• Seizure and transient loss of consciousness

19

Management of SAH

• Assess GCS and look for focal deficits
• Plain CT scan (93% sensitivity 24 hrs, 50% at 1 week)
• If –ve but high clinical suspicion-> LP 12 hrs after onset of symptoms (4 bottles for red cell count, glucose, spectrophotometry and cell counts again)
• CT angiogram/catheter angiography to find vascular anomaly

20

Treatment of SAH

• Resuscitation, airway protection if GCS<8
• Analgesia and anti-emetics
• IV hydration to maintain cerebral blood flow and avoid ischaemia
• NIMODIPINE 50mg 4hrly for 21 days from onset of symptoms
• BP control (hypertension-> rebleed, hypotension-> ischaemia)
• VTE prophylaxis
• Neuro obs
• Hydrocephalus treatment (shunt?, head up)
• Aneurysm? Embolisation via coiling or craniotomy and clipping

21

3 main complications of SAH

• Vasospasm (leads to delayed ischaemic neurological deifcits)
• Hydropcephalus (communicating/obstructive, may require LP or shunt)
• Hyponatraemia (cerebral salt wasting and SIADH, risk of seizures)

22

Factors associated with aneurysm rupture

• Previous rupture of same aneurysm (30% rebleed within 1 month)
• Previous rupture of a contemporaneous aneurysm
• Size
• Posterior circulation
• Smoking
• Evidence of growth/compression (IIIrd nerve palsy)

23

Describe subdural haemorrhage

• Collection of blood in the potential space between dura and arachnoid mater
• Seen in extremes of age, esp after trauma (eg falls in the elderly)
• May present with cerebral contusions and depressed GCS
• Due to stretching and tearing of the bridging veins as they cross to drain into a dural sinus when shearing force is applied
• Crescent shaped

24

Describe extradural haemorrhage

• Collection of blood between the inner surface of the skull and the outer layer of dura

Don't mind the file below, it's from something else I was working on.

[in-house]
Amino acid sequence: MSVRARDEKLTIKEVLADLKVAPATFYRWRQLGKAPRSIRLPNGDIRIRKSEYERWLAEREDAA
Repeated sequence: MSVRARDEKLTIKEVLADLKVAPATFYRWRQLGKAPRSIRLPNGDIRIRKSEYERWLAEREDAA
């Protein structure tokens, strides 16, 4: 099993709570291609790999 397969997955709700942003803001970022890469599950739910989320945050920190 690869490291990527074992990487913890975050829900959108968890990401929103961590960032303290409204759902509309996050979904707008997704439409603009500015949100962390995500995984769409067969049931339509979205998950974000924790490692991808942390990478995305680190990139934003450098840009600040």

• Commonly associated with trauma and associated skull fracture, seen in the young. On-going severe headache, gradually lose consciousness over next few hours.
• Usually the bleeding is associated with a torn middle meningeal artery
• Lens/lemon shaped
• Can cause midline shift/herniation

25

Describe clinical presentation of TACI and PACI

• TACI = total so all 3, PACI is partial to 2/3

• Contralateral hemiparesis (relative leg sparing) and/or hemisensory loss
• Contralateral homonymous hemianopia
• Dysphasia (if dominant hemisphere, receptive W if more posterior, expressive B if more anterior) or sensory neglect and apraxia (non-dominant hemisphere, gaze towards side of lesion)

26

Describe clinical presentation of POCI

Posterior circulation infarct
• Vertebrobasilar territory
• Ipsilateral cerebellar signs (cerebellum)
• Contralateral homonymous hemianopia (occipital lobe)
• Diplopia, quadrantparesis, cerebellar features, crossed sensory symptoms, Horner’s syndrome (brainstem)

27

LACI clinical presentation

Lacunar, internal capsule
Complete contralateral hemiparesis and/or hemisensory loss

28

Define amaurosis fugax

• Transient monocular blindness
• Transient retinal artery occlusion (from carotid)

29

Initial management of stroke

• Acute stroke unit
• Supportive measures (O2, IV fluid, glucose and electrolyte monitoring)
• CT within 1 hr
• Thrombolysis with IV rTPA if ischaemic (or clot retrieval!?)
• Aspirin if ischaemic, 300mg for 2 weeks then 75mg for life

30

How do you investigate cause of stroke

Carotid dopplers, ECG, echo, ESR